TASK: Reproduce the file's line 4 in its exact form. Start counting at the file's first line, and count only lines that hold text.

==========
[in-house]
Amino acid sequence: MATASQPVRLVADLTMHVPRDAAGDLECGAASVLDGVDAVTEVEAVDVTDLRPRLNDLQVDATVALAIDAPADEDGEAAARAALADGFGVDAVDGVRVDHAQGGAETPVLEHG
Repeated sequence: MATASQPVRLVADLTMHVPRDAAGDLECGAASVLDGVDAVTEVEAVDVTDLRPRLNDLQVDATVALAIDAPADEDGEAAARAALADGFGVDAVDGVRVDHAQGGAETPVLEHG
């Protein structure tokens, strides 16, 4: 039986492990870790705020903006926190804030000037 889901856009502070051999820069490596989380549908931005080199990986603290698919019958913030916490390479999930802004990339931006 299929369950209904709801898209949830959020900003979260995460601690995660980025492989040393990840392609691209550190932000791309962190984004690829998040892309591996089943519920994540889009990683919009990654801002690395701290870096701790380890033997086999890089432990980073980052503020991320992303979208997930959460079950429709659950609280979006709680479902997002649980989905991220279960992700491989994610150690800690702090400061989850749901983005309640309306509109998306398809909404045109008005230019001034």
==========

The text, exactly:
């Protein structure tokens, strides 16, 4: 039986492990870790705020903006926190804030000037 889901856009502070051999820069490596989380549908931005080199990986603290698919019958913030916490390479999930802004990339931006 299929369950209904709801898209949830959020900003979260995460601690995660980025492989040393990840392609691209550190932000791309962190984004690829998040892309591996089943519920994540889009990683919009990654801002690395701290870096701790380890033997086999890089432990980073980052503020991320992303979208997930959460079950429709659950609280979006709680479902997002649980989905991220279960992700491989994610150690800690702090400061989850749901983005309640309306509109998306398809909404045109008005230019001034």